And this from my friend Ray Rieck: "Can adults be adults and stop using Greta Thunberg, an autistic child, as a propaganda machine? The issue of climate change is important. But, children do not have the wisdom or life experience to understand such a complex issue or to speak authoritatively on it. They are not experts on climate change. They should not vote. They should not be looked to for wisdom. They are children. Using children in this way is morally wrong—even if the child wants to do this. It hurts them in the long run because they believe they know what’s best for the world, and they don’t even know yet what’s best for themselves. It breeds arrogance, self-righteousness, and unearned false virtue.”


Who I Want to Be (and Perceived to Be)

In Genesis 39, Joseph is blessed by God-- and Potiphar knows that Joseph has been blessed by God. The narrative (as usual in Genesis) is geniusly-sparse. But we can ably fill in the blanks with easy assumptions and reach two key inferences.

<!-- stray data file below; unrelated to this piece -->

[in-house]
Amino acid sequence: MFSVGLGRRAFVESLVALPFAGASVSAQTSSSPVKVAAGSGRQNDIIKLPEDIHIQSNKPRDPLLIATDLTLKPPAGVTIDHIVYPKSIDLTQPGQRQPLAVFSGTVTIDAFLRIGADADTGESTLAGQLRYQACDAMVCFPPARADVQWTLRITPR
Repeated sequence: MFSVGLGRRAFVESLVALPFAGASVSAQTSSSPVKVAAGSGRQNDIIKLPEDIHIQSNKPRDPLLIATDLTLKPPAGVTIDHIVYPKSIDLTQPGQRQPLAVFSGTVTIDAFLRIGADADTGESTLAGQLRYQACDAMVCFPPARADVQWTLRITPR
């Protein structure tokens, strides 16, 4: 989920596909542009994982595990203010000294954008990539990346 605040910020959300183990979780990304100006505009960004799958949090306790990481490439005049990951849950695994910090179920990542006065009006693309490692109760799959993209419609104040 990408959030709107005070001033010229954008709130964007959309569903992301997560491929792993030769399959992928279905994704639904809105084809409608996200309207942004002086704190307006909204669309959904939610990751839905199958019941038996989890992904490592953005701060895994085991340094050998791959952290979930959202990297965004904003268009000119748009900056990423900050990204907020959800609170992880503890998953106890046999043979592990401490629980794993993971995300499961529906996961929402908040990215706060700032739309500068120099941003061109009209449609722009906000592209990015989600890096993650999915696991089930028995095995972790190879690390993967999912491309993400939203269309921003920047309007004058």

First, Joseph was capable and working hard, but being blessed by God. Borrowing from my pastor in Texas, this is a matter of God's provision and Joseph's participation. Or paraphrasing something I read a long time ago: pray as if it depends on God and work as if it depends on you. 

Second, Joseph was "living out his faith", but talking about it well too (Mt 5:14-16). It was enough talk that Potiphar connected the dots, giving God the credit as he gave promotions to Joseph. But it was not so much talk that it was annoying to an Egyptian.  

Who are we at work and in life? How are we seen by others? Who gets the credit for our successes and the blame for our failures? And how do we tactfully and graciously give glory to God, Christ and the Holy Spirit, particularly when talking with folks who don't know the Trinitarian God of the Bible? 

In that light, I was thinking about who I strive to be and how I hope I'm seen.

Given...
-what Christ has done for me;
-what the Holy Spirit does in living through me;